3611 FYSM-159-01 Americans in Paris 1.00 SEM Kippur,Sara TR: 10:50AM-12:05PM TBA Y FYR  
  Enrollment limited to 15 Waitlist available: N
  Americans visiting Paris today flock to the literary cafés of the Latin Quarter and the Impressionist paintings at the Musée d'Orsay, but how was it that Paris came to represent a cultural mecca for Americans? To what extent do American cities generally-and New York in particular-occupy a similar place in the cultural imaginary of Parisians? This course draws from an eclectic mix of materials-historical and literary texts, transatlantic correspondence, pop culture and comedy, music, films, political treatises, cultural theory-to examine some of the assumptions, prejudices, and cross-cultural influences that characterize Franco-American relations historically and today. Sample reading list includes works by James Baldwin, Simone de Beauvoir, Adam Gopnik, Ernest Hemingway, Henry Miller, David Sedaris, and Alexis de Tocqueville.
3570 FYSM-161-01 Bones,Pigments&Native Metals 1.00 SEM Parr,Maria L. WF: 1:15PM-2:30PM TBA Y FYR3  
  Enrollment limited to 15 Waitlist available: N
  Only first-year students are eligible to enroll in this class.
  This seminar will explore the importance of the physical sciences in art and archaeology. In particular, we will examine how the discovery and development of materials such as ceramics, metal alloys and pigments influenced artists and how they utilized these materials to create works of art. We will also consider a number of case studies where scientific analysis played a crucial role in the authentication or conservation of objects. Laboratory workshops and guest speakers from local museums and conservation laboratories will supplement the lectures, readings and discussions. A weekend visit to a local art museum will also be scheduled during the semester.
3623 FYSM-174-01 Peoples&Cultures of Himalayas 1.00 SEM Lestz,Michael E. TR: 9:25AM-10:40AM TBA Y FYR  
  Enrollment limited to 15 Waitlist available: N
  Only first-year students are eligible to enroll in this class.
  NOTE: Only first-year students are eligible to enroll in this class.
  This seminar will introduce the peoples and cultures of the Himalayan rim. Due to the vast popularity in the West of works by amateur investigators, religious enthusiasts, or mountaineers, the Himalayan lands are usually equated with stirring landscapes, Buddhist or Hindu practices, or ascents of eight thousand meter peaks. However, such records capture just a fragment of the complex experience of this region; sometimes what is left out is more important than what is included. Focusing largely on Tibet and Nepal, this course will provide a multi-dimensional way of understanding the ‘Third Pole’ or the Himalayas. An optional trek to Nepal with an attached 0.5 credit independent study unit is likely to be offered during the intersession (December 2016 to January 2017).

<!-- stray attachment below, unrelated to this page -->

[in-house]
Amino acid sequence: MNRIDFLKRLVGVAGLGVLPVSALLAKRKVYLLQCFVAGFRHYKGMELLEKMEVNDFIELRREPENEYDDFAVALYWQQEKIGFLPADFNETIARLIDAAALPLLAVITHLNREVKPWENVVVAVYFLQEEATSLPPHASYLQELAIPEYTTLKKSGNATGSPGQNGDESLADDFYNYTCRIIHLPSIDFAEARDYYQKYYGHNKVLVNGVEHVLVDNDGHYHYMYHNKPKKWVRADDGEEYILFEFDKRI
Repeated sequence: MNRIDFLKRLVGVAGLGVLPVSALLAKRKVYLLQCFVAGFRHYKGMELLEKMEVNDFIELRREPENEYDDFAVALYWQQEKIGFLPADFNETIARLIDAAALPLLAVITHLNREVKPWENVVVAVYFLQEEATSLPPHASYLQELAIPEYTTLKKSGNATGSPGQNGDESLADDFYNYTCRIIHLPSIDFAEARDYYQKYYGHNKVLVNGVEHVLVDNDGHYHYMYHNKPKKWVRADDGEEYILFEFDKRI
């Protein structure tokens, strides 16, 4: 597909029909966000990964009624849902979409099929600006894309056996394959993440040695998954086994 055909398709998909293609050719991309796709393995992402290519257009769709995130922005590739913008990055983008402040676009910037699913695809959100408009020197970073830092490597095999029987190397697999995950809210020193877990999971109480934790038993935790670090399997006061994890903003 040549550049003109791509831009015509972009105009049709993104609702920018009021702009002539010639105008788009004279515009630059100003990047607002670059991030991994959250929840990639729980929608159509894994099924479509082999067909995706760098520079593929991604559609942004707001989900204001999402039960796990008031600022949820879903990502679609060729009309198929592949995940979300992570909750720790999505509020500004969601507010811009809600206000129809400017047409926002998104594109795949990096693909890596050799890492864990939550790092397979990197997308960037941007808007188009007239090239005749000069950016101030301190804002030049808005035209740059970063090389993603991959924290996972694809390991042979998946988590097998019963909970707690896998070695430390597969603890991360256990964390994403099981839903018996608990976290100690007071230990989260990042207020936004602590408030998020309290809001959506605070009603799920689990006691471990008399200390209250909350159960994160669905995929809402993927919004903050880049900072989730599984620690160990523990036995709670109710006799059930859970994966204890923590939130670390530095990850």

3616 FYSM-177-01 The Psychology of Happiness 1.00 SEM Helt,Molly TR: 1:30PM-2:45PM TBA Y FYR  
  Enrollment limited to 15 Waitlist available: N
  We all want to be happy and experience a meaningful life, but do we really know what happiness is? Does money make us happy, and if so, when and why? How do our relationships contribute to a feeling of meaning in life? What types of situations encourage cognitive mastery and creativity? Can happiness be learned, or is our happiness "setpoint" mostly determined by genetics? How do we, as a society, encourage generosity and altruism? The common theme for all of these topics is how we can use scholarly research in psychology to improve our everyday lives and strengthen our communities. Students will write opinion papers about scientific findings, conduct self experiments, and journal about their experiences in trying to apply these findings to their own lives.